Amino acid availability regulates cellular physiology by modulating gene expression and signal transduction pathways. However, although the signalling intermediates between nutrient availability and altered gene expression have become increasingly well documented, how eukaryotic cells sense the presence of either a nutritionally rich or deprived medium is still uncertain. From recent studies it appears that the intracellular amino acid pool size is particularly important in regulating translational effectors, thus, regulated transport of amino acids across the plasma membrane represents a means by which the cellular response to amino acids could be controlled. Furthermore, evidence from studies with transportable amino acid analogues has demonstrated that flux through amino acid transporters may act as an initiator of nutritional signalling. This evidence, coupled with the substrate selectivity and sensitivity to nutrient availability classically associated with amino acid transporters, plus the recent discovery of transporter-associated signalling proteins, demonstrates a potential role for nutrient transporters as initiators of cellular nutrient signalling. Here, we review the evidence supporting the idea that distinct amino acid "receptors" function to detect and transmit certain nutrient stimuli in higher eukaryotes. In particular, we focus on the role that amino acid transporters may play in the sensing of amino acid levels, both directly as initiators of nutrient signalling and indirectly as regulators of external amino acid access to intracellular receptor/signalling mechanisms.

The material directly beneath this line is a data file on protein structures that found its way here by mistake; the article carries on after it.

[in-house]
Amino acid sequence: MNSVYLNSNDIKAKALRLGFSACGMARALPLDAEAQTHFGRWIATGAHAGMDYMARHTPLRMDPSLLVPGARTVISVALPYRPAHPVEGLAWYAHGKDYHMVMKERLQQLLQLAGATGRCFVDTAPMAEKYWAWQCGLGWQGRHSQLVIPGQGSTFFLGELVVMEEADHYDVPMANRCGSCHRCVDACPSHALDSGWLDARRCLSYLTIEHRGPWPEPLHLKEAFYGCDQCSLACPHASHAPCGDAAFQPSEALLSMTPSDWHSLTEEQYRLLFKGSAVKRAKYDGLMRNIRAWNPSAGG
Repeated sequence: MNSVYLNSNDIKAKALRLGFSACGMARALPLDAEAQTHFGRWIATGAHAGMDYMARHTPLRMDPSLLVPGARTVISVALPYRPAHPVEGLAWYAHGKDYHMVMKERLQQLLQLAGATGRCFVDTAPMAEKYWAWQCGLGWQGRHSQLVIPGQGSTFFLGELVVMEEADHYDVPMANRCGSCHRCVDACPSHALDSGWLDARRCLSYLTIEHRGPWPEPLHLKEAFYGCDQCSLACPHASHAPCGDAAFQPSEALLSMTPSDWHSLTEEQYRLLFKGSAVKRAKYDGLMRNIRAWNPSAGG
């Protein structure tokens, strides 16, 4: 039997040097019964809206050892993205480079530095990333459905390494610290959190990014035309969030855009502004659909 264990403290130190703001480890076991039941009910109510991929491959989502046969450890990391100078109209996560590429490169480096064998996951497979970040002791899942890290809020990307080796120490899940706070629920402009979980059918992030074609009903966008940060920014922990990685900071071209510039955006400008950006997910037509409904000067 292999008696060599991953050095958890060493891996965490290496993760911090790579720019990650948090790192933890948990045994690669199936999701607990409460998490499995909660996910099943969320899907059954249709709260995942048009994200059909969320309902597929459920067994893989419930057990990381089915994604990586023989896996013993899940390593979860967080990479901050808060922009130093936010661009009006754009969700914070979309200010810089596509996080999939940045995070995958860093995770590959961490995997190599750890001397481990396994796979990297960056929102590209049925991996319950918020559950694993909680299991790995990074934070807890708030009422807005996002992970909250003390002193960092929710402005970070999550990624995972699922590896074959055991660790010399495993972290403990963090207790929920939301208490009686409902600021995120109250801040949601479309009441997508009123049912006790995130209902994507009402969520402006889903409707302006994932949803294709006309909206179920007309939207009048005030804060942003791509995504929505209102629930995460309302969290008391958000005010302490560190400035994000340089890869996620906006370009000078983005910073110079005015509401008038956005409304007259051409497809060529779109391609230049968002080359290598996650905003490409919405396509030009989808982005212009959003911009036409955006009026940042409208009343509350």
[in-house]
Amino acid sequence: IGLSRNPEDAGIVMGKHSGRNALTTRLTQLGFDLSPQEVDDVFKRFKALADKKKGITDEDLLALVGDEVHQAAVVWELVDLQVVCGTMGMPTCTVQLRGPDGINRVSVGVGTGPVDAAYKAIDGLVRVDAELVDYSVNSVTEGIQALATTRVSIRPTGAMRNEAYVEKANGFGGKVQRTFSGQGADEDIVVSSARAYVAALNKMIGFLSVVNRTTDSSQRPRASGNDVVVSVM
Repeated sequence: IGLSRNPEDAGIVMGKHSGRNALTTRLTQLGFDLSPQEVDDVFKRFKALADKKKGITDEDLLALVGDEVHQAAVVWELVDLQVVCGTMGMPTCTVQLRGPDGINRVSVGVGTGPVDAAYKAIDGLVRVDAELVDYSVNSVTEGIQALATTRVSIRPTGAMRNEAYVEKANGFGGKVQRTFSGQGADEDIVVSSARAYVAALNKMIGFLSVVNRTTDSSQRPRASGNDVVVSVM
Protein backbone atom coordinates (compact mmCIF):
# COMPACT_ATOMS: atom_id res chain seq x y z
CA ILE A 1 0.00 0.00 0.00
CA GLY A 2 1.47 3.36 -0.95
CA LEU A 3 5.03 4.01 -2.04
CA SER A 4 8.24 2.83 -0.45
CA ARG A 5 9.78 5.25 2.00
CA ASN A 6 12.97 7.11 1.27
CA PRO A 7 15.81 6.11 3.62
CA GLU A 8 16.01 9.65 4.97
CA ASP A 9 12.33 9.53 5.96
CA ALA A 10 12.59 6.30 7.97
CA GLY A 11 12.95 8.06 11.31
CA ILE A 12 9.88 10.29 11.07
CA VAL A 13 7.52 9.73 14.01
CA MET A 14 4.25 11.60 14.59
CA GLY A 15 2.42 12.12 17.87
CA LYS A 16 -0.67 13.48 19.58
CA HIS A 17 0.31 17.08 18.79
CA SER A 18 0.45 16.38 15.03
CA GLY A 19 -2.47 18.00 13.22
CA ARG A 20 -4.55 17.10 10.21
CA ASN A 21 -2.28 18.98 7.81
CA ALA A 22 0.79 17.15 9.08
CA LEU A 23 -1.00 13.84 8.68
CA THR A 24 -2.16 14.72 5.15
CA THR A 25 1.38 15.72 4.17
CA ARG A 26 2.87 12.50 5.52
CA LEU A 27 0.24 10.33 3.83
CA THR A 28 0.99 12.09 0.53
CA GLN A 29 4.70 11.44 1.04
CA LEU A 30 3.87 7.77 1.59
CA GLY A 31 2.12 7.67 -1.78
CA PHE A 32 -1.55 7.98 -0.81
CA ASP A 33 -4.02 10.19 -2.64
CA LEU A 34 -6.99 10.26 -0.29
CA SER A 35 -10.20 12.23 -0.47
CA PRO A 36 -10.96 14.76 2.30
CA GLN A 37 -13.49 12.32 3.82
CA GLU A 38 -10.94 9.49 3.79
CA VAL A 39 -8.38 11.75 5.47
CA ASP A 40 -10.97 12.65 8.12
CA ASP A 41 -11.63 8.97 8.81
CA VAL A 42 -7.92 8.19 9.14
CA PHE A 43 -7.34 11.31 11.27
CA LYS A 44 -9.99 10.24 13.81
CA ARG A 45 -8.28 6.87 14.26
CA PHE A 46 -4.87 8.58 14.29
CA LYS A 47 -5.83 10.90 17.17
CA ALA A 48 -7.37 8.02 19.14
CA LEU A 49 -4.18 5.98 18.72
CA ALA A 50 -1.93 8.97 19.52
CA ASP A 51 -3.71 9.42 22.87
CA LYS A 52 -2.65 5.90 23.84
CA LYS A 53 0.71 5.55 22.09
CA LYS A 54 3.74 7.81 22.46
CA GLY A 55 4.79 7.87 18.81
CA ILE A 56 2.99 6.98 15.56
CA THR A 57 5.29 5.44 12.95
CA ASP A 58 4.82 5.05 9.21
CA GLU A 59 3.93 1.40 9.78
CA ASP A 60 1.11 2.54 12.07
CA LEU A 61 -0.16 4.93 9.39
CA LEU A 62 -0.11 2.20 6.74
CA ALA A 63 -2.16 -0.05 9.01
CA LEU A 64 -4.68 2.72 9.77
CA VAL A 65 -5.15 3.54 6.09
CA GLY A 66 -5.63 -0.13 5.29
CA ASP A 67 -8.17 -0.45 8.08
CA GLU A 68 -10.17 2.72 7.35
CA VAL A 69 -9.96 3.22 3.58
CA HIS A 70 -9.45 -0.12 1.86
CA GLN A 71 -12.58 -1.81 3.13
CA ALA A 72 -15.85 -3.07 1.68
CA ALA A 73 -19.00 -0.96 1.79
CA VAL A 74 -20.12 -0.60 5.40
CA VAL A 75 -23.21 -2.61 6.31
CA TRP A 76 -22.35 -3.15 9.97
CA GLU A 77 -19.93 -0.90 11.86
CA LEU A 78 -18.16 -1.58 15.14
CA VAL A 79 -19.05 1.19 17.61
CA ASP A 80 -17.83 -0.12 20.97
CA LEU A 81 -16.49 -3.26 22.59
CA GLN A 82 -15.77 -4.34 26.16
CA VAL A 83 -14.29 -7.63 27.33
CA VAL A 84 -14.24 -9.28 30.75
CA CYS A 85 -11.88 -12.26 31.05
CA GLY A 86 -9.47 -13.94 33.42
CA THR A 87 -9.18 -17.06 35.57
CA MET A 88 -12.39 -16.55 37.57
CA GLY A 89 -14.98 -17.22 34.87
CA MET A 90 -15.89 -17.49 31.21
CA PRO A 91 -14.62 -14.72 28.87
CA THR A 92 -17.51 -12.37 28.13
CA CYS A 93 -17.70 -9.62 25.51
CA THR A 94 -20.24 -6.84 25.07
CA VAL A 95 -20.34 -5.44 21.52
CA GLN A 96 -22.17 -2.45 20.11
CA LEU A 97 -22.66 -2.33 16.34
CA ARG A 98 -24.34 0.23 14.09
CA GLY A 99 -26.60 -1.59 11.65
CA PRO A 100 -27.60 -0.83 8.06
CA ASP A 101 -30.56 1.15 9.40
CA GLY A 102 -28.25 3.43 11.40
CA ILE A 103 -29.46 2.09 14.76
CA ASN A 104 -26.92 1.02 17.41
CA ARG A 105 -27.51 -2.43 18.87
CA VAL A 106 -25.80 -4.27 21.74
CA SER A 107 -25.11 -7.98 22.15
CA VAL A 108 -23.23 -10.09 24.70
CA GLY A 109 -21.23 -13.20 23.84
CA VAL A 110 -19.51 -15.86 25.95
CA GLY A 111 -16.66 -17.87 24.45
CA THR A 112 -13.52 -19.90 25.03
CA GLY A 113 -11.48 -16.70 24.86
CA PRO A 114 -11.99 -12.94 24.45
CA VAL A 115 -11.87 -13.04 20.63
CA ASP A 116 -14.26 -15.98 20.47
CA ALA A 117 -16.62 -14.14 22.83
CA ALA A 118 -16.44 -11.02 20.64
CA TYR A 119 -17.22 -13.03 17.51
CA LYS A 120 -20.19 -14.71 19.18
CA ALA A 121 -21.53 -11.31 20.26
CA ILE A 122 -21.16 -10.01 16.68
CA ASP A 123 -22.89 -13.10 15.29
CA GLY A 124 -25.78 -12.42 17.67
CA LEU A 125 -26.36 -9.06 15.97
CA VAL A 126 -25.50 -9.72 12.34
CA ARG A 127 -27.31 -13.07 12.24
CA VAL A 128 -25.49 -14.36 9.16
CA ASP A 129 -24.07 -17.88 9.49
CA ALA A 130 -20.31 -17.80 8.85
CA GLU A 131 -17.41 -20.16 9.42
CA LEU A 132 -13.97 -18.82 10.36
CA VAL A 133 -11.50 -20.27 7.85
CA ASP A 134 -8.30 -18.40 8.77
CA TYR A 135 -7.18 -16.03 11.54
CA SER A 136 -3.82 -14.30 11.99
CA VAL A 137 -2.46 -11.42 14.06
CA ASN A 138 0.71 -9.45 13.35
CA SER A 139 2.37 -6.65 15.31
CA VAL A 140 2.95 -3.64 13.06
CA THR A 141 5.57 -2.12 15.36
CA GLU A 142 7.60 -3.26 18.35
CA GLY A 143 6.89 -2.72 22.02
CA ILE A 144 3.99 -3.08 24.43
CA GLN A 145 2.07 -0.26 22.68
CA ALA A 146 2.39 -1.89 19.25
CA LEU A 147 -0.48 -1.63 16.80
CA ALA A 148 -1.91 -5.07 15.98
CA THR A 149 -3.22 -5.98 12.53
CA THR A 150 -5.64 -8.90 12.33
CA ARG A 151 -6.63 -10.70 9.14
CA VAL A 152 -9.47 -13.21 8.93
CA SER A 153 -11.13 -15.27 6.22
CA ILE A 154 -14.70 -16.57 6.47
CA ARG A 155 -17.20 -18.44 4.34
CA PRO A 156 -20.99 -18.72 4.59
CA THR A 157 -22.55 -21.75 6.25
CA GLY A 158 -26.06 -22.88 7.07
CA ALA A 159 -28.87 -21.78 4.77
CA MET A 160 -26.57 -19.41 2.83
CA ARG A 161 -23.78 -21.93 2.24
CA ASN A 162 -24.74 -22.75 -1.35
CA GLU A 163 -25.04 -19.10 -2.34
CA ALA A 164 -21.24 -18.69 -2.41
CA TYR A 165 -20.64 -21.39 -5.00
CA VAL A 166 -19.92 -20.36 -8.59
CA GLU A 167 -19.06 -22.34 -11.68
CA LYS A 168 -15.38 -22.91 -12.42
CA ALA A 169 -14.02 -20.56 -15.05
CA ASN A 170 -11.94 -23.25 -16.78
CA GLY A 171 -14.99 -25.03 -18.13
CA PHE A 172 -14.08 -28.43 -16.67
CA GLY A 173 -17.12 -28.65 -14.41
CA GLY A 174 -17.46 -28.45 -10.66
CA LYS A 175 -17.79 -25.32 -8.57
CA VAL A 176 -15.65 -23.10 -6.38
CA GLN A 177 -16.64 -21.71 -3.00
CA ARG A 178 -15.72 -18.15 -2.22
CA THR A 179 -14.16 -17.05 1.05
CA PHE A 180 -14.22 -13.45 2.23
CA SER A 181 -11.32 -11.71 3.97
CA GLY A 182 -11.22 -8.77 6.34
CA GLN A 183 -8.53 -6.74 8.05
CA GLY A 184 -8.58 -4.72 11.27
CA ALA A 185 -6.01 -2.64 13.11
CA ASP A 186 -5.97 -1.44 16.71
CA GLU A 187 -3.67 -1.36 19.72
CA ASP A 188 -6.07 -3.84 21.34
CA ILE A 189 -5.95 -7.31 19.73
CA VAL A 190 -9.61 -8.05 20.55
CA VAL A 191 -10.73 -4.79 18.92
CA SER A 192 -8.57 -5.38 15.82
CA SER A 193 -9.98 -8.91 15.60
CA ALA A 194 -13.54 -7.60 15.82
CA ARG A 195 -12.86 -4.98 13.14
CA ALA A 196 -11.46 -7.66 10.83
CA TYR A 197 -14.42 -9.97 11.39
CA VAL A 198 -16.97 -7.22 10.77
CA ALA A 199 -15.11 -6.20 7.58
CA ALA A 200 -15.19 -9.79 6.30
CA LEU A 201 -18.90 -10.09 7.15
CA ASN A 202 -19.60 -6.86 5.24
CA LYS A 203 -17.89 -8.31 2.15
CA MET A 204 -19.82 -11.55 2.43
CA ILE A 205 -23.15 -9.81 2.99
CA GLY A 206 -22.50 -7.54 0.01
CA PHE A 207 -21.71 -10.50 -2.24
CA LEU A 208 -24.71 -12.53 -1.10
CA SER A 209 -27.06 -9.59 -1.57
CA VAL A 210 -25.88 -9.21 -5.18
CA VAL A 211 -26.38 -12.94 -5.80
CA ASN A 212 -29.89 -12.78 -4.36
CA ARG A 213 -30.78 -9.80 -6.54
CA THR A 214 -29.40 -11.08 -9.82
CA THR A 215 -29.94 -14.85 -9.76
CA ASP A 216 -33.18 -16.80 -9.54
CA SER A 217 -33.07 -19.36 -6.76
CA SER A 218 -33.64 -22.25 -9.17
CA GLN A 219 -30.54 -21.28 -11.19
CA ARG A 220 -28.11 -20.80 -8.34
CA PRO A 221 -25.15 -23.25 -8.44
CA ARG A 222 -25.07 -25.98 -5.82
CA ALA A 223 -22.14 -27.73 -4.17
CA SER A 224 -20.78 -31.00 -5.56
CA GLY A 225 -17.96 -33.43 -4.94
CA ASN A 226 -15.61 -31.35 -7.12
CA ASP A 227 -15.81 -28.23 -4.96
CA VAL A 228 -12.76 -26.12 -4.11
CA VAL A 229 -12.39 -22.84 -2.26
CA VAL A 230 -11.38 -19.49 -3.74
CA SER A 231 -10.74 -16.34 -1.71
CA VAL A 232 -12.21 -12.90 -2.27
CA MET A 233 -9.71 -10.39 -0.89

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                Author and article information

                Contributors
                +86-13650886262 , wtguan@scau.edu.cn
                Journal
                J Anim Sci Biotechnol
                J Anim Sci Biotechnol
                Journal of Animal Science and Biotechnology
                BioMed Central (London )